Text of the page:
By Josephine Umoren
Children must be made to enroll and stay in school. The education of children and adolescence is a good investment since the children would transit into vibrant productive youths and potential leaders in the process. The Federal Government of Nigeria has instituted free basic education system where children study compulsorily for the first nine to 12 years of their education life in school to receive appropriate and uninterrupted flow of basic education skills and competences.
The chain of trainings prepares the children to be useful to themselves in the present and future through knowledge capacity building for gainful employment. This way, they become productive youths and contribute to the gross national income with increased per capita income at the family level. Education investment in children is the bedrock of economic growth and development. Before continuing, let me share a story that compliments investment in child education.
Akpanima Etok Akpan hails from Ikot Ekpene Local Government in Akwa Ibom State and is the last born in the family of five. He has two older sisters. At a tender age, Akpaima lost his father to the cold hands of death by motor accident in his final year at St. Columbanus Secondary School, Ikwen in Obot Akara Local Government Area. Akpanimathought that his dream to become a permanent secretary in Akwa Ibom State Civil Service was a mirage. His dear mother was paying his siblings’ school fees in Teachers Training College (TTC), Ifuho in Ikot Ekpene Local Government Area and could not combine his own school fees.
As he pondered about his gloomy future, he finally decided to sojourn with his maternal uncle, Obong Etim Inua. He lived with his family and did all the menial domestic work as a house boy. One day Akpanima was sent to the market to buy food stuffs. He met his old school mate, Ubong, that had started university education and shared his perils with him, particularly his being of starved of food by his uncle’s wife sometimes for two to three days but could not tell his uncle for fear of being sent away.
Out of empathy, Ubong, the former school mate, informed his father about his friend’s predicament at the uncle’s house. His father, a bank manager with First bank at Aba Road, invited Akpanima’s mother to take a loan and sponsor the son in tertiary institution. His friend’s mother had no landed property to serve as collateral for the loan. Then, as Ubong continued to talk to his father about his friend’s ill-treatment at the uncle’s house, his father decided to use the mother’s education certificate as collateral for a loan. So, Akpanima’s mother with her TTC certificate took advantage of the offer and sent Akpanima to the university.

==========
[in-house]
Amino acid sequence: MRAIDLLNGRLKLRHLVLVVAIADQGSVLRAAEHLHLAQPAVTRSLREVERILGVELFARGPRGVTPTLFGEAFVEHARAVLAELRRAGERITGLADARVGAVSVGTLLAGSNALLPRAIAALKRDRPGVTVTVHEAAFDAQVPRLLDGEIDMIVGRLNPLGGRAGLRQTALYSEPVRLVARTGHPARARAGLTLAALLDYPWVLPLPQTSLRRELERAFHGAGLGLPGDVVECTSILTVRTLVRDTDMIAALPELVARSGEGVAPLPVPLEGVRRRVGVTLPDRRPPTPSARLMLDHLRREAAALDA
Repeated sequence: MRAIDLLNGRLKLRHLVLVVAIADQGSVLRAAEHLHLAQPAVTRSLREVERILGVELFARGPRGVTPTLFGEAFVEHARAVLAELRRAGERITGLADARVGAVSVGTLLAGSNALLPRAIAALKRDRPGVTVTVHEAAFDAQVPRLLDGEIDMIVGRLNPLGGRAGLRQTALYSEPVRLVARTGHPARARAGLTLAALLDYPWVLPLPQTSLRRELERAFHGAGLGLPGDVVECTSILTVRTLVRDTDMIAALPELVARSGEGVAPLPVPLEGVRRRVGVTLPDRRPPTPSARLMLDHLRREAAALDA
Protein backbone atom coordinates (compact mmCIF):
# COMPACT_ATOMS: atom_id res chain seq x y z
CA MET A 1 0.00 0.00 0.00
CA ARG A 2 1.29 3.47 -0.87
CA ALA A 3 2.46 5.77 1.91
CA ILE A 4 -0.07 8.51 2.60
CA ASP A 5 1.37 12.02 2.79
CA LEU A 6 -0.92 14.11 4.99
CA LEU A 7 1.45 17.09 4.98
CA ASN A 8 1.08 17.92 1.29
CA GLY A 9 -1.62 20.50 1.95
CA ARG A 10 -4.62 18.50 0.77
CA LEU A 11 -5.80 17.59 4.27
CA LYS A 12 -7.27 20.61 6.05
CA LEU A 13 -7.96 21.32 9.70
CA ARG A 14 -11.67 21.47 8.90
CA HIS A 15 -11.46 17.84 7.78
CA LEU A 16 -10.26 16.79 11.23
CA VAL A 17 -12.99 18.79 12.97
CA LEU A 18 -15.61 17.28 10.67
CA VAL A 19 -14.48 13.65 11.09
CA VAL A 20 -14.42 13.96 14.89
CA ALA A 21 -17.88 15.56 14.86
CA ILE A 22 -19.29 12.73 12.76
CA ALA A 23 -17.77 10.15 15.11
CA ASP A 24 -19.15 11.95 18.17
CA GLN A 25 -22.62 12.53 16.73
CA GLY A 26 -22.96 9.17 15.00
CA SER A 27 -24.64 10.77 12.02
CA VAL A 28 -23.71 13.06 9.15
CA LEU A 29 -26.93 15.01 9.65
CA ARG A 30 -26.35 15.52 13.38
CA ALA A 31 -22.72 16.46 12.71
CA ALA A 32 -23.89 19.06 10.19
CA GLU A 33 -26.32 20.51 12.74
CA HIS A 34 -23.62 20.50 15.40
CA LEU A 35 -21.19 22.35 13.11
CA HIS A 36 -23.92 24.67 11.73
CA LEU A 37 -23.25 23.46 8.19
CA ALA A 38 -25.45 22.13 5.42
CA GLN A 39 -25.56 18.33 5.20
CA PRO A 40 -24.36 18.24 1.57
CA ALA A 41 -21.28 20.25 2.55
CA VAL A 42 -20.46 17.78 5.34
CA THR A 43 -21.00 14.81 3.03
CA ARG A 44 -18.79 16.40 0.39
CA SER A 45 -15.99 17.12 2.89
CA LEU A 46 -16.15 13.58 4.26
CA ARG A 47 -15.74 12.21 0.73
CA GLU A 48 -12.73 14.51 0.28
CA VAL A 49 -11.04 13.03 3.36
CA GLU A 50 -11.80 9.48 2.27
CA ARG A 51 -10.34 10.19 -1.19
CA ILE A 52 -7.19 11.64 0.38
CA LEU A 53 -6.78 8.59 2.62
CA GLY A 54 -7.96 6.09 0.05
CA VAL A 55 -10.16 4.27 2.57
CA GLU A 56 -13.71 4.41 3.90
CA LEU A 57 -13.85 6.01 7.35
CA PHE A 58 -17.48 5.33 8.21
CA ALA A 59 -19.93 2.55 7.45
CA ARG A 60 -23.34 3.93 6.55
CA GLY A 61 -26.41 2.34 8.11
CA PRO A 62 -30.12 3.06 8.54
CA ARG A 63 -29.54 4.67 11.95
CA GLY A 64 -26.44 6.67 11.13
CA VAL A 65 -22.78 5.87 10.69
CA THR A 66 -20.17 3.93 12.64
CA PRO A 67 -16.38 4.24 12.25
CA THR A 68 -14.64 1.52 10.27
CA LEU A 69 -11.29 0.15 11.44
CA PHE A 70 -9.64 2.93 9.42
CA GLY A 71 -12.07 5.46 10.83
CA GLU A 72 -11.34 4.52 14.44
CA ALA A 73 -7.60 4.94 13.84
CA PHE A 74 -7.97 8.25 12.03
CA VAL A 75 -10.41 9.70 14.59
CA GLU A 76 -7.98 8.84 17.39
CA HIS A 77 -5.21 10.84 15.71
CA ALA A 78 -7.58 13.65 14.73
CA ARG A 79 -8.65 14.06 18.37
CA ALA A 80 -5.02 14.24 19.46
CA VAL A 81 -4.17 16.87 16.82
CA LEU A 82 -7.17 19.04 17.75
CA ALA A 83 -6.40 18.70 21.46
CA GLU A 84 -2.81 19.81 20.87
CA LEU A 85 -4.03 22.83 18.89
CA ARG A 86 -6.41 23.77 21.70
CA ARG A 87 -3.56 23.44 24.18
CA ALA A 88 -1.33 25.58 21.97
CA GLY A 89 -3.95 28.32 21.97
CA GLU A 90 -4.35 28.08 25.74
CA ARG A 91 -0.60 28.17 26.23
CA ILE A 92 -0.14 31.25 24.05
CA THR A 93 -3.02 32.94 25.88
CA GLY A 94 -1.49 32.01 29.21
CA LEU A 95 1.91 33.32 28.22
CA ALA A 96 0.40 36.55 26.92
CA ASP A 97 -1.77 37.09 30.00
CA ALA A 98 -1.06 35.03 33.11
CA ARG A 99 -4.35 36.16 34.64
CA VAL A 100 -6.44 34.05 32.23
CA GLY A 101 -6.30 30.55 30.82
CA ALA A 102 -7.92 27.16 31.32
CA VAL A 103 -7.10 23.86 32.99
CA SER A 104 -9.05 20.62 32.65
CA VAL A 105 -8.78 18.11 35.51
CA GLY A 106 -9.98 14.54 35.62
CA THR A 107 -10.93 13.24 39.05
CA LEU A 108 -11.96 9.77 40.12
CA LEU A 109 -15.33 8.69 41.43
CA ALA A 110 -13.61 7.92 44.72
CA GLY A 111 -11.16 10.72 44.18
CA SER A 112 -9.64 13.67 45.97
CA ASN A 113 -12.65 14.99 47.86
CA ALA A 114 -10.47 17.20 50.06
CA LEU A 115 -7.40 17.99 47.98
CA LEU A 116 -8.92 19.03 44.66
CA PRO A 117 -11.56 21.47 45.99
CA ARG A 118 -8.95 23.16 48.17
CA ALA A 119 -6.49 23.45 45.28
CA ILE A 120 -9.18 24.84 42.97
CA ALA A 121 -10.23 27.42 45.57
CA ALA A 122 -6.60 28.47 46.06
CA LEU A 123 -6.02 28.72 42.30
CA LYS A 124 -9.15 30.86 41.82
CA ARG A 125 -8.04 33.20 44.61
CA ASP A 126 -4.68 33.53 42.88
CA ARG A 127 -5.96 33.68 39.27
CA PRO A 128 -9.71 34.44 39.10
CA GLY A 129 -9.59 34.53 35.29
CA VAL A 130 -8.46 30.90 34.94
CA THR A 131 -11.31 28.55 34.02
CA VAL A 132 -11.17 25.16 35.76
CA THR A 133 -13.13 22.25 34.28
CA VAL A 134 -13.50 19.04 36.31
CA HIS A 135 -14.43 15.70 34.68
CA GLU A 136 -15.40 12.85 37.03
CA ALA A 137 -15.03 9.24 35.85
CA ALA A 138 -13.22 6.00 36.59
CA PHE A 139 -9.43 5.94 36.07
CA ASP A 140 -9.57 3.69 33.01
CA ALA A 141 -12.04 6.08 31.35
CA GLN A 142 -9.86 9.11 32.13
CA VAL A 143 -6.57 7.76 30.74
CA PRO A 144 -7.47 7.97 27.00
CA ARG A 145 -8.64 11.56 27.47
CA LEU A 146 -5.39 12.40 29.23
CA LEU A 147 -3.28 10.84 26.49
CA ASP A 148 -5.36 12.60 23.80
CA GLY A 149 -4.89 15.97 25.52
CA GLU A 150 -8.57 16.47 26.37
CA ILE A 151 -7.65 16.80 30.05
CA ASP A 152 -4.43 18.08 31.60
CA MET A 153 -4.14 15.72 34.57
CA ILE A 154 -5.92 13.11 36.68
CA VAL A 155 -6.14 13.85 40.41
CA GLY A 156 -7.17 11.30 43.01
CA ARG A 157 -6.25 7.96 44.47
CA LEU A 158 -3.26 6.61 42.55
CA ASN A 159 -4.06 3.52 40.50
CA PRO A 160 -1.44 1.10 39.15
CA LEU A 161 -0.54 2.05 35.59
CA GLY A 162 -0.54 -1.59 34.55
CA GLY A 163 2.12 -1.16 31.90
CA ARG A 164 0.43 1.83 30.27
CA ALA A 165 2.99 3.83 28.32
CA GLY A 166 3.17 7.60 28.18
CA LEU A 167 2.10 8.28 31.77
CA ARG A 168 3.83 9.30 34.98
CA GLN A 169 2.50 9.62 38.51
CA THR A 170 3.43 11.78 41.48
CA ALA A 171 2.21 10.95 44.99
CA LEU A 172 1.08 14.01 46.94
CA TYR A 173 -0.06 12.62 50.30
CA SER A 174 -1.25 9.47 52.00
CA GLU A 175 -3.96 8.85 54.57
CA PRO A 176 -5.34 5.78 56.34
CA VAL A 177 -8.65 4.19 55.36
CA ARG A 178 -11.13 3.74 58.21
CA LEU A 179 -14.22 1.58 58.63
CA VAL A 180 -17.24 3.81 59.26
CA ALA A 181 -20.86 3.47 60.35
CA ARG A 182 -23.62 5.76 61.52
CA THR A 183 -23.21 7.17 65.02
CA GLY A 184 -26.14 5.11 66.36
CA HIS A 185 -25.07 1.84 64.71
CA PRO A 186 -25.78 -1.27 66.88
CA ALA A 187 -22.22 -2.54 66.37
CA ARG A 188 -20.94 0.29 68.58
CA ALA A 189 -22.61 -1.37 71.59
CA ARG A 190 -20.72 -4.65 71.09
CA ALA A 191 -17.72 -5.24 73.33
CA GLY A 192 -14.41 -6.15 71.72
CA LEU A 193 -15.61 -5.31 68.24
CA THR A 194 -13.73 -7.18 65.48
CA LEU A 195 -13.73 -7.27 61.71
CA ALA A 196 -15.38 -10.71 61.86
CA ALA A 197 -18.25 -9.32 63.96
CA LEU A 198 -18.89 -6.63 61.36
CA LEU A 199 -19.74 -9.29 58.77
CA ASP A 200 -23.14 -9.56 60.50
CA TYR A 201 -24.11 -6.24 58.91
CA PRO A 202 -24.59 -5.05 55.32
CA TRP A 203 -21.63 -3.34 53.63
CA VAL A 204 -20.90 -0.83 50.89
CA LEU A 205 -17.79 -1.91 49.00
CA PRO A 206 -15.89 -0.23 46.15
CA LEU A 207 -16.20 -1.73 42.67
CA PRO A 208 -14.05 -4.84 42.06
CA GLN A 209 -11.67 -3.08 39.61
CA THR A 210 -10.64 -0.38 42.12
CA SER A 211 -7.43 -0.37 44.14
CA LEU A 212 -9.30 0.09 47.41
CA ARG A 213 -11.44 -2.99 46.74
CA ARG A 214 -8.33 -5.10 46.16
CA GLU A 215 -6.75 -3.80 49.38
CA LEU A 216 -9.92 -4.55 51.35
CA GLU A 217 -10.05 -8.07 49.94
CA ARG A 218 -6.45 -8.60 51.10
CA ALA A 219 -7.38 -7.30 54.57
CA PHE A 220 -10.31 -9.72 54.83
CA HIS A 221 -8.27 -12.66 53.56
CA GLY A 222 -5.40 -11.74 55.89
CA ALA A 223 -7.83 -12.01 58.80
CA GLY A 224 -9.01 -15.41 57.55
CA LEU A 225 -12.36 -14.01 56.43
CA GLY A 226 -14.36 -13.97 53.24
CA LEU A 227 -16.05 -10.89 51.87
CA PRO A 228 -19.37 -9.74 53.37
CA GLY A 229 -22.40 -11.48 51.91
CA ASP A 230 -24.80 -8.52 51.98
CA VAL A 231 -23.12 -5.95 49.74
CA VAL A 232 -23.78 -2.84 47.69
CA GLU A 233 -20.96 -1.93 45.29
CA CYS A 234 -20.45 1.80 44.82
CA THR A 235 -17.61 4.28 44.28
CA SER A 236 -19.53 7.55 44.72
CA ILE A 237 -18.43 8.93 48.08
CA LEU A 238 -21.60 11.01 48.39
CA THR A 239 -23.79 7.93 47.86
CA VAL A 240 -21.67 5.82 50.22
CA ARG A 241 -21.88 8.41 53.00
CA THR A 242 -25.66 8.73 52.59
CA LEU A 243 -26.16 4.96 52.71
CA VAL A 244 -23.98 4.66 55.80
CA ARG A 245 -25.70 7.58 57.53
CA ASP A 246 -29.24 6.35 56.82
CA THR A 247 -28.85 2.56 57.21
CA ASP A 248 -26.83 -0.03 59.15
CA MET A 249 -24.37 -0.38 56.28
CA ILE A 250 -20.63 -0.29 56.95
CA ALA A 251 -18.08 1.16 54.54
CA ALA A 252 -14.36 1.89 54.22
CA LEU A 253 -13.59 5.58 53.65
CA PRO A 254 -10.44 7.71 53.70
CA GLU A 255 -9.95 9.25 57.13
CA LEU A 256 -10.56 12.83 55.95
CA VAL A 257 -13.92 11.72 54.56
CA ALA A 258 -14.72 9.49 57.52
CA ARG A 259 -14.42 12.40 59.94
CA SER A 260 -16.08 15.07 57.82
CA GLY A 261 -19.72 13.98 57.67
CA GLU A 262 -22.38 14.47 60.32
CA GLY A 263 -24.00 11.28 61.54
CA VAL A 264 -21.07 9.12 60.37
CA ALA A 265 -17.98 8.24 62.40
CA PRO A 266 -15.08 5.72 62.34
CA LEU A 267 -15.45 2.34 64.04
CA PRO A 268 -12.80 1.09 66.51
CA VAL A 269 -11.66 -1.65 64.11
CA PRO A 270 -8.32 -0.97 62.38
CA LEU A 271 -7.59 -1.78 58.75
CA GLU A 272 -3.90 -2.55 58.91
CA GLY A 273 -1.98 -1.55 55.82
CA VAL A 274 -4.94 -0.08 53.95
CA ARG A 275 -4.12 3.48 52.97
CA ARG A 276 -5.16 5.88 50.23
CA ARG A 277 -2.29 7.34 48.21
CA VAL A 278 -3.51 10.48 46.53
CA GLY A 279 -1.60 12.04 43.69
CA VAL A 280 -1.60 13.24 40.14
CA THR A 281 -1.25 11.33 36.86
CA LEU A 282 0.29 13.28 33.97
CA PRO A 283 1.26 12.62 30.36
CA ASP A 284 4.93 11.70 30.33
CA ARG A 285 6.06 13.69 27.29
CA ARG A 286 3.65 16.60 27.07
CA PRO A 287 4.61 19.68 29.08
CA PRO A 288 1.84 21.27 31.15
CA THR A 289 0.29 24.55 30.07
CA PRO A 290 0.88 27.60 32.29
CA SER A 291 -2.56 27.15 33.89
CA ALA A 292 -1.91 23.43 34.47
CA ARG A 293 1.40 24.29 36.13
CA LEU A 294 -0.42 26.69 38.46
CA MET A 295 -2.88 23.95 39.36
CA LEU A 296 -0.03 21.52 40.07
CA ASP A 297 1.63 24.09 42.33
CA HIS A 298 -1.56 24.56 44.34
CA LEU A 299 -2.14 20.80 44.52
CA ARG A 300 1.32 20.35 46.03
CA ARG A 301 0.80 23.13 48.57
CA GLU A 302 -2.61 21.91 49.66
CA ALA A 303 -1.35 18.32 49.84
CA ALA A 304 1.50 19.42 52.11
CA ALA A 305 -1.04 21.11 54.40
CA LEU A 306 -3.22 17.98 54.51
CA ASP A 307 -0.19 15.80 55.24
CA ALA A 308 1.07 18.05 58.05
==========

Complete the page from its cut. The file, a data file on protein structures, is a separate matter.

Happily, Akpanima studied Public Administration at the University of Cross River (Unicross) now University of Uyo (Uniuyo). Because his mother was empowered through attending school and later working, it was possible for her to secure a loan and sponsor his son to Unicross with her daughters at Teachers Training College, Ifuho after the death of her husband.
After graduation, Akapnima got a job with the Akwa Ibom State government in the Ministry of Finance and started his civil service career. Soon after working, the income of the family increased.
Sadly and unexpectedly one day, he had a ghastly motor accident on his way to see his fiancée in Oron and bled profusely to a point of dying like his late father. He was immediately rushed to St. Luke’s Hospital, Anua for medical attention because the roads were good. On arrival at the hospital, immediately, the team of medicals doctors with reverend mother Theresa rose up to the occasion and two days later Akpanimawas discharged from the hospital and he went back to work. His speedy recovery was possible because of the quality of health institution in Akwa Ibom State.
Now, imagine if Akpanima had no education. Imagine if he was not gainfully employed to have had money for his medical bills; imagine if there were no good road networks in the state for swift movement to the hospital; imagine if there were no medical experts in St. Luke’s hospital that he was taken to; Imagine if the medical doctors were on strike asking for their take home packages; imagine if the security situation was against free movement at that time of the accident, and imagine if there were no good governance to provide all the infrastructure and services in the state. What would have been his fate that eventful day? Your guess is as good as mine.
Now, a cursory look at Nigeria’s National Policy on Education, 1981 subsection 7 shows that there are five main objectives of the philosophy of Nigerian education which are outlined as afree and democratic society; a just and egalitarian society; a united, strong and self-reliant nation; a great and dynamic economy as well as a land full of bright opportunities for all citizens . A Nigerian child that would stay through school is expected to achieve these noble objectives on completion of his or her education and becoming a productive youth wherever the child may be in life.